Near Emmaus is Past the Rapture

Diagram of the major tribulation views in Chri...
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I had posted on this, and as all my posts, it feed to my Twitter account to which Brian retweeted and a conversation with another tweeter began. Since then, a good friend whom I’ve ever met via Facebook has done some marvelous work on lining out the very biblical reasons why the rapture mentality (I almost put mental in italics, but I didn’t out of respect of those who believe the rubbish) is very false. For me, I still refer back to John Locke (not from TV’s Lost) and his quote that some force submission by stating that they have the facts and then challenging others to disprove it. In my opinion, the Rapture hearkens back to the days of not reading the text. One has to do some mental loops to maintain the doctrine (I’m not being mean, really, because I am talking about maintaining vs. misunderstanding) the doctrine, as you can see on the post above.

You cannot compare the Rapture to the Trinity. The Trinity has seeds in the New Testament, whether or not you agree that it is a logical outcome of those seeds. The Rapture, however, has been implanted into our reading of the Text 1900 years (or so) after the original writings. See? Big difference. Further, if you actually would seek to understand what Paul was writing, then the picture becomes clear.

Brian has since posted his own response,

The word ἁρπαγησόμεθα does indicate a future event where we are quickly “seized” into the air (hence, the Vulgate rapio and the English rapture). But this does not mean we stay in the air. Again, this is Christ’s “coming”. This is his “descent” from heaven. This is his “appearing”. If there is something known as a “Great Tribulation” then I am convinced Christ’s return would be afterward because when Christ comes we meet him to welcome him and this signifies Christ’s victory over death and evil. Resurrection has occurred.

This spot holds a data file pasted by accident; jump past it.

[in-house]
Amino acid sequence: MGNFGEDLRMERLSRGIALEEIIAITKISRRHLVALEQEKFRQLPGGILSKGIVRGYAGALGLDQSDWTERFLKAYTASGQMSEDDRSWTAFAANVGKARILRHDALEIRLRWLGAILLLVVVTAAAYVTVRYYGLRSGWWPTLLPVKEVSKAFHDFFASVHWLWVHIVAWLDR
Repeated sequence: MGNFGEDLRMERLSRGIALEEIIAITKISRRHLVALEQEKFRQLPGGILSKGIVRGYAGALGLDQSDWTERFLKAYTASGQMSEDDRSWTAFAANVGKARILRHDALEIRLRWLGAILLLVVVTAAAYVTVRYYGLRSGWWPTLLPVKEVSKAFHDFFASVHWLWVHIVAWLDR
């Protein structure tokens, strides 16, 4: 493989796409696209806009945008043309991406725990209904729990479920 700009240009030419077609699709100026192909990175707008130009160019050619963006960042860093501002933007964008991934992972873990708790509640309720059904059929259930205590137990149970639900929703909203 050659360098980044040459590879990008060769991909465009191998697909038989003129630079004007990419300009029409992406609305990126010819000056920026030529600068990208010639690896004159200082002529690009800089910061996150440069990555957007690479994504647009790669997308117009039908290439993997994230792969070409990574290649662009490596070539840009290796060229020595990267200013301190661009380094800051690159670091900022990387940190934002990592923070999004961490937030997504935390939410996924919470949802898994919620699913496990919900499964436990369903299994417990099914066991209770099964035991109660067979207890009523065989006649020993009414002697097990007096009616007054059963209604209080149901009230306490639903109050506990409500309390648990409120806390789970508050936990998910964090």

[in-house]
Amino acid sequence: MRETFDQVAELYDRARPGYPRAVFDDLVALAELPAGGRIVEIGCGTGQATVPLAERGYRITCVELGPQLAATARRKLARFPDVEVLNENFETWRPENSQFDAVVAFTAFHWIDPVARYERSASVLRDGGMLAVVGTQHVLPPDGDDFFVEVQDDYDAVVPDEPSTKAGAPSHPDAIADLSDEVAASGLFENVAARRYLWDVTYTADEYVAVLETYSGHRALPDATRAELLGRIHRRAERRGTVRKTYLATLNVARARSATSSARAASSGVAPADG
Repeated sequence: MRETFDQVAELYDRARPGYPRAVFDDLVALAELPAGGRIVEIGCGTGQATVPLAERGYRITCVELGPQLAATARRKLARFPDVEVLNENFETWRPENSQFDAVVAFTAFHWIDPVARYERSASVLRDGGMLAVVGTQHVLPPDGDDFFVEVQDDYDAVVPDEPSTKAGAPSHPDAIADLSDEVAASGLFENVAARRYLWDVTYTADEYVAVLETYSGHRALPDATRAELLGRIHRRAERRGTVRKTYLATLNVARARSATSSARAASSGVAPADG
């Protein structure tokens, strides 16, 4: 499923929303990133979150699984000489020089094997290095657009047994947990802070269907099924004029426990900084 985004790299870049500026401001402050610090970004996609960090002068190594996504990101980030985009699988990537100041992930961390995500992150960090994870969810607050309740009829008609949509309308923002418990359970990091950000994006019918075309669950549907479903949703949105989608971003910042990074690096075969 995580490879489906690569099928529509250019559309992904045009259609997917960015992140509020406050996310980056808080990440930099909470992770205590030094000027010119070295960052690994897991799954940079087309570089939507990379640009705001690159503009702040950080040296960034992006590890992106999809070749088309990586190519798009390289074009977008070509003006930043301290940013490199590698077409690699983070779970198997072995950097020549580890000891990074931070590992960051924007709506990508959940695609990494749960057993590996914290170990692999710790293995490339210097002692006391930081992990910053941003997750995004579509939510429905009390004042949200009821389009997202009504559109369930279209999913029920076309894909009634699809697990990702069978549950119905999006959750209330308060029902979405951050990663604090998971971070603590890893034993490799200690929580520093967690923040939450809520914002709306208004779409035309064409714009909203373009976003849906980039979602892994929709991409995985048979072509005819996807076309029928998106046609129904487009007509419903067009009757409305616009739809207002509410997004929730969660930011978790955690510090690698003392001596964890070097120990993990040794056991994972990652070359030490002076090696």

You can and should read the rest here:

“Caught up together” in 1 Thessalonians 4.17 | Near Emmaus.

Brian has, I believes accurately summed up the text and the meaning of said text which falls well within the framework offered by Church History and the Text Itself. Further, anyone who quotes Tom Wright…

But, I digress. Let me add that I agree with his statement regarding the so-called ‘Great Tribulation’ although admittedly, I do not see it as a one time event, nor do I see much value in combining eschatology and the book of Revelation…

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Joel L. Watts
Joel L. Watts holds a Masters of Arts from United Theological Seminary with a focus in literary and rhetorical criticism of the New Testament. He is currently a Ph.D. student at the University of the Free State, analyzing Paul’s model of atonement in Galatians. He is the author of Mimetic Criticism of the Gospel of Mark: Introduction and Commentary (Wipf and Stock, 2013), a co-editor and contributor to From Fear to Faith: Stories of Hitting Spiritual Walls (Energion, 2013), and Praying in God's Theater, Meditations on the Book of Revelation (Wipf and Stock, 2014).

5 thoughts on “Near Emmaus is Past the Rapture

  1. It has been my contention for years that the “theology” of the “rapture” is little more than extremely bad (as opposed to merely bad) proof-texting run amok combined with an entirely non-Jesus like desire to rejoice at the destruction of ones enemies at the hands of some vengeful savior. Thanks for your posts challenging this “theology.”

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